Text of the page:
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0047 The Thousand Buddhas : vol.1
The Thousand Buddhas : vol.1 / Page 47 (Grayscale High Resolution Image)

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doi: 10.20676/00000188
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with three heads and six arms reclines on the back of diva's bull. On the left Mahesvara, of demonic appearance, stands with legs apart upon a crocodile-headed snake ; his middle hands grasp pike and cords which hold two half-naked humans.

Below the lotus seat of Avalokitegvara are seen emaciated pretas or beings in hell clutching with outstretched hands at showers of white grains (ambrosia) which Avalokiteévara pours on them. In front of his lotus seat lies a tank in which stand two stalwart Nagas upholding the stem of the lotus. They are in human shape, but carry above their heads a crest formed of five snake-heads, their ancient Indian emblem. Besides smaller Naga figures of the same type the tank holds an infant soul (now almost destroyed) rising from a lotus.

The bottom corners are occupied on each side by a larger group of attendants. The central figure in each case is a four-armed female divinity of beneficent aspect, dressed like a Bodhisattva and seated on a bird. The one on the right rides on a phoenix and is followed by a Buddha. The female deity behind him is of interest, as from the children in her arms she may be recognized as the goddess Hariti, whom a pious Indian legend represents as a wicked ogress converted into a patroness of children." The female divinity on the left is riding on a peacock, with two attendants behind her who in the absence of attributes or inscriptions remain unidentified. Lower down on either side are seen standing two Lokapalas, Kings of the Quarters, in armour, and in each of the bottom corners a demonic Vajrapani, six-armed and serpent-decked, straddling against a background of flames. At the feet of each sits a smaller demon with a boar's head. Before the Lokapalas and close to the edge of the tank are seated on the right an emaciated old man in ascetic garb, and on the left a richly-robed nymph offering flowers. Both these figures, described elsewhere as the ` Sage of the Air (?) ' and ` Nymph of Virtue ', are with particular clearness seen again in Plate xLII.

On the iconographic side the interest of this sumptuous presentation ,of Avalokiteévara's ` Mandala ' is obvious, were it only for the appearance in it of such Sivaitic deities as Mahakala and Mahe§vara. These aptly illustrate the influence which Hindu mythology, even in its later development, continued to exercise on the Buddhist Pantheon of Central Asia and the Far East. On the artistic side attention is claimed by the skill shown in the ordinance of the whole and the drawing of individual figures. But it is in particular the highly effective colour treatment which makes this picture rank with the most impressive in the Collection.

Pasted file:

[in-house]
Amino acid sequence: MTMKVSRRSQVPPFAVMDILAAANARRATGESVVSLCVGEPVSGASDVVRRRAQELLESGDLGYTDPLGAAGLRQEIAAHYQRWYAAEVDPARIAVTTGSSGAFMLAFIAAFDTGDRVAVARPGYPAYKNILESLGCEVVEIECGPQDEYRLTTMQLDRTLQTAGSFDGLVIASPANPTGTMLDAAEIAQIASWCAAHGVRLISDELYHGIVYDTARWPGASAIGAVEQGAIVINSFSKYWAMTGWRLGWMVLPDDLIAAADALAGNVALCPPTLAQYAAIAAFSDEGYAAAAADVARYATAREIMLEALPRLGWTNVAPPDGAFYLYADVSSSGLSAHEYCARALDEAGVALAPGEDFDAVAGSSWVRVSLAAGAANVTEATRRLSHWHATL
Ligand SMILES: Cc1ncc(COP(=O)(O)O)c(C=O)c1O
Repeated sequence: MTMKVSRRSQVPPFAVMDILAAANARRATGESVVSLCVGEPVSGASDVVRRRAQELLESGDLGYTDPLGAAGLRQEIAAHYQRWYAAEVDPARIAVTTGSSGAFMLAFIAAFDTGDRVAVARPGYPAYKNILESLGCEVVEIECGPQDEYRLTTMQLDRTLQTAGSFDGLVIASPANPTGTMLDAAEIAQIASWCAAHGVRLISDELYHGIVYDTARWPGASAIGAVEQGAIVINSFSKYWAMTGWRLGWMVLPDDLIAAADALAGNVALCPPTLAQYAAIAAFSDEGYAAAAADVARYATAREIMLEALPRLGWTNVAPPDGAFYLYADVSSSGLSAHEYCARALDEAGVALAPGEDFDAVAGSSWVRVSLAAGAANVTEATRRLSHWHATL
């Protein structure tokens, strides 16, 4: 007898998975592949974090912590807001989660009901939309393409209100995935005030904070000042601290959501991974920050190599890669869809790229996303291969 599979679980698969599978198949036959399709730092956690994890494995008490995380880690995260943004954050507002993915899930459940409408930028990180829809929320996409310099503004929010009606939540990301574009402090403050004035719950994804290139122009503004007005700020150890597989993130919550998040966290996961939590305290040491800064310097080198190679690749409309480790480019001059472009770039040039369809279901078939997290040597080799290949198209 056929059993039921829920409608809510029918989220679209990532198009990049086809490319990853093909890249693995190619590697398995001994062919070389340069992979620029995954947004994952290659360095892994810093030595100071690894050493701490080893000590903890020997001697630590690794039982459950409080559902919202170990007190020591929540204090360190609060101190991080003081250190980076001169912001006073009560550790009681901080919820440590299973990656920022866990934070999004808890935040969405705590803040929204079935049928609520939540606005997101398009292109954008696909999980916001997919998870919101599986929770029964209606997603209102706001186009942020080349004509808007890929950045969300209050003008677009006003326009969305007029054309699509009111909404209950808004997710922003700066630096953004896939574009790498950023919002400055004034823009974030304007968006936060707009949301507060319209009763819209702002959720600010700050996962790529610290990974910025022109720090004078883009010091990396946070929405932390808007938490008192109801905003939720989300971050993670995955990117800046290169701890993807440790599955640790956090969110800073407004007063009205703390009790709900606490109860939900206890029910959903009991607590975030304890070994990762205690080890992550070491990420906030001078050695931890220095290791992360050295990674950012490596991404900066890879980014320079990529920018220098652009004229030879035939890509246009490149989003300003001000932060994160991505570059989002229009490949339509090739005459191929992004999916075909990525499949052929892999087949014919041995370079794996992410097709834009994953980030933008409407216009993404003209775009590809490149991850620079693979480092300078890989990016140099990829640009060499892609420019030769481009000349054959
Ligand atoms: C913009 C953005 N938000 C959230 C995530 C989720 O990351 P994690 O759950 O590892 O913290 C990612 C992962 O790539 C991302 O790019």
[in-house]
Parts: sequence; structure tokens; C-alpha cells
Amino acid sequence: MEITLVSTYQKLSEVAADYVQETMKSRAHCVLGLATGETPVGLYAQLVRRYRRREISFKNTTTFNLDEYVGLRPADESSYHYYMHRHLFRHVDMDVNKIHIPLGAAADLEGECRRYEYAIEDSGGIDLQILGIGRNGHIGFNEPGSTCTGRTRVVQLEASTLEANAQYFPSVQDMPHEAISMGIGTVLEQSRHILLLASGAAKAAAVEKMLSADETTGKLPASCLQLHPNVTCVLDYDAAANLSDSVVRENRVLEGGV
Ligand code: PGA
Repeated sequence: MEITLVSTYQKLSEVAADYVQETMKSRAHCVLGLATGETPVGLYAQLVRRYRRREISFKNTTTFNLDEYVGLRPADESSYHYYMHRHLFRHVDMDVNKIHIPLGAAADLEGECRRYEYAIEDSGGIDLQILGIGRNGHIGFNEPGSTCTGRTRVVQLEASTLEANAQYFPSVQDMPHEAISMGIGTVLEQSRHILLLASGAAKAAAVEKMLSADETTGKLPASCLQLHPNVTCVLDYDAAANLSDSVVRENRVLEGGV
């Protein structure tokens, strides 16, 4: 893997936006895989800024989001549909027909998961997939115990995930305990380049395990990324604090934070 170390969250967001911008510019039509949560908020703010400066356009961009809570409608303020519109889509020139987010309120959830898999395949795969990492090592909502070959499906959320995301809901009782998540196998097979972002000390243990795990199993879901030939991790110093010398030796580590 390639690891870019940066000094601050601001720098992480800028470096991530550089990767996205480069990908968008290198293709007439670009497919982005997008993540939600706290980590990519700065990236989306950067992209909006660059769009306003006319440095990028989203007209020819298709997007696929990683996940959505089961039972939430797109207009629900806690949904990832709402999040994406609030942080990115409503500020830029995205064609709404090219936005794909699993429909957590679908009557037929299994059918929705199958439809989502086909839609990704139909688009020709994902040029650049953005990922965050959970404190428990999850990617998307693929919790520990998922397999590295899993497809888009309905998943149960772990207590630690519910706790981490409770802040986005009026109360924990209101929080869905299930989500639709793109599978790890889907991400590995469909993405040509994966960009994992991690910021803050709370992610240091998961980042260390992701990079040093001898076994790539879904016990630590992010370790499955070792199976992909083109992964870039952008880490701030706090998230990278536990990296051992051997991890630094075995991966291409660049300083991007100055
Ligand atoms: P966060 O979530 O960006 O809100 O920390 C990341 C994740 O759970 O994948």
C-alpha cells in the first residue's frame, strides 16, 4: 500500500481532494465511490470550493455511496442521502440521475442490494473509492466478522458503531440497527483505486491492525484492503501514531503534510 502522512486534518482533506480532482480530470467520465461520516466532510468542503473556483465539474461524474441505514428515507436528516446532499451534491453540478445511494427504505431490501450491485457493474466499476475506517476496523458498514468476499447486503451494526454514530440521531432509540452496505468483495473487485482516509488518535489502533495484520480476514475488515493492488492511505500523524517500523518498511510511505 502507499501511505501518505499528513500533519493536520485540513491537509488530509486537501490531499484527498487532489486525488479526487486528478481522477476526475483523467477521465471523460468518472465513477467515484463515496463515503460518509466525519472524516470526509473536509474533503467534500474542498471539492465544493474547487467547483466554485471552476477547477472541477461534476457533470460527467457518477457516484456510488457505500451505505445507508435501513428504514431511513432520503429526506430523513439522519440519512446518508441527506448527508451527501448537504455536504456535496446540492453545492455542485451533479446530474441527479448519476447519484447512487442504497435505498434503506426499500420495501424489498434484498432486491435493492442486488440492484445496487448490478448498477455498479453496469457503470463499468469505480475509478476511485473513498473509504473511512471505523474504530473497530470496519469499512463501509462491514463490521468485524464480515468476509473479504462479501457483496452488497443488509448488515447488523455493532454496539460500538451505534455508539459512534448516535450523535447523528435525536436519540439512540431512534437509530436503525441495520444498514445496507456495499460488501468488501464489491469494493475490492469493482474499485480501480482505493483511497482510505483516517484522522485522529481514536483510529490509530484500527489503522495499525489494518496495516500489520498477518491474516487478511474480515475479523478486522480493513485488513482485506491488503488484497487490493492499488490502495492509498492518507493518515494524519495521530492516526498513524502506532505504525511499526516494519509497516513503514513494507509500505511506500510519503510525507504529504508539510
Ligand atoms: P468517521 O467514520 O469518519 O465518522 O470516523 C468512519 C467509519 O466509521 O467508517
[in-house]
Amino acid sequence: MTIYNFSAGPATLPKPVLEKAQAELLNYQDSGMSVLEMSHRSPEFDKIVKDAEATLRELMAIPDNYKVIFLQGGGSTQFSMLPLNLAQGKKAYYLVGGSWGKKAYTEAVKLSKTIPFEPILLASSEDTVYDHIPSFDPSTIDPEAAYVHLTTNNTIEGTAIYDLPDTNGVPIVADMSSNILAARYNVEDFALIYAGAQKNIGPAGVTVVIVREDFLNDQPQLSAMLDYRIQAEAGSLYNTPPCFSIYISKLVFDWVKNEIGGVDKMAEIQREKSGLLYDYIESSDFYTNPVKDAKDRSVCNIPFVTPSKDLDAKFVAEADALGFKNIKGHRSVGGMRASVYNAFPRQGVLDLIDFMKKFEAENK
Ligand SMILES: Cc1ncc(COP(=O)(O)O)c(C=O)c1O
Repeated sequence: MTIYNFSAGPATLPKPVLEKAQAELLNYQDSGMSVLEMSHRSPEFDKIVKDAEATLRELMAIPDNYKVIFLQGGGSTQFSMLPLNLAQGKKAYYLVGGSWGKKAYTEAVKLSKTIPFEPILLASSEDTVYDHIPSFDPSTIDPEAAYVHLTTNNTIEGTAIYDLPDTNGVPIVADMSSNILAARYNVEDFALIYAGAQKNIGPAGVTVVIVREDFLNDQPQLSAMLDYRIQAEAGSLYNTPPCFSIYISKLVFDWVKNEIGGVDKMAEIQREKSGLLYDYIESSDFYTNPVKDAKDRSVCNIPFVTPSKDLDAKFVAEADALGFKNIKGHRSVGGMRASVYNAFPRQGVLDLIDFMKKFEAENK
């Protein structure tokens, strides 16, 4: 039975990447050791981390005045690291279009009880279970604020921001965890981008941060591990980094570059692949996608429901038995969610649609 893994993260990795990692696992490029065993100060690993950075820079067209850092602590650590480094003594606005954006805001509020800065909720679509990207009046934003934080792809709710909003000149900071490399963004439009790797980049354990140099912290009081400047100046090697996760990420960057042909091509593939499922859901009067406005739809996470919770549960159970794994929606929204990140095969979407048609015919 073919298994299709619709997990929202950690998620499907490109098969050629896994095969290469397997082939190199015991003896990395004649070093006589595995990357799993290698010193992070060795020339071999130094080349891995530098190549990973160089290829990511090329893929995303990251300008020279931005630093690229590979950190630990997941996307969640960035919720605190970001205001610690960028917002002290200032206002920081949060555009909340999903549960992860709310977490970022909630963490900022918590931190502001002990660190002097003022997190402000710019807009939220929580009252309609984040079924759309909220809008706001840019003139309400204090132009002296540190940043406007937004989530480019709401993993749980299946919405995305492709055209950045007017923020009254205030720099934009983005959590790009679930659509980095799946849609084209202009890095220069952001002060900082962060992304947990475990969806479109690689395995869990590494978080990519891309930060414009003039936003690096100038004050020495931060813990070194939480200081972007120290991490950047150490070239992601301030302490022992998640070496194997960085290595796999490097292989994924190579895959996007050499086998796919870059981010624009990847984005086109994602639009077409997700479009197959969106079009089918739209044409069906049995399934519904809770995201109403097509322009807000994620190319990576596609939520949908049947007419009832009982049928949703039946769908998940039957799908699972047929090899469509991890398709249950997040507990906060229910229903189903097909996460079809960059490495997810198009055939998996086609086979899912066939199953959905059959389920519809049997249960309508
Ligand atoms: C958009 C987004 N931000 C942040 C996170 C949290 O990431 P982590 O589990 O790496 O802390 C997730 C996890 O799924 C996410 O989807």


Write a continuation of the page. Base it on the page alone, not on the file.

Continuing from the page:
IT is to qualities very different from those of the preceding picture that the figure of a standing Avalokite§vara (Ch. 0091), reproduced in Plate xviii in half the size of the original, owes its special charm. The silk painting has lost portions of its sides and the whole below the knees of the figure, and the colouring throughout has much faded. But the disappearance of paint helps to bring out more clearly the excellence of the design and the very delicate drawing of figure and features. With workmanship showing mastery of a fully established technique in details, the painting combines an air of individual feeling which makes its subject one of the finest single figures amongst our Chien-fo-tung paintings.

Avalokite§vara stands facing the spectator, with head erect but eyes downcast. His pose, with the weight thrown on the right hip and the body aslant to the left shoulder, is characteristically Indian. The head is that of a young man and shows marked influence of Gandhara art in its features. The nose is long and straight, the brow high, and the eyes only slightly oblique. The moderately arched eyebrows sweep in a slightly recurved line

44[See M. Foucher's brilliant essay on ` La Madone bouddhique' in The Beginnings of Buddhist Art, pp. 285 sqq.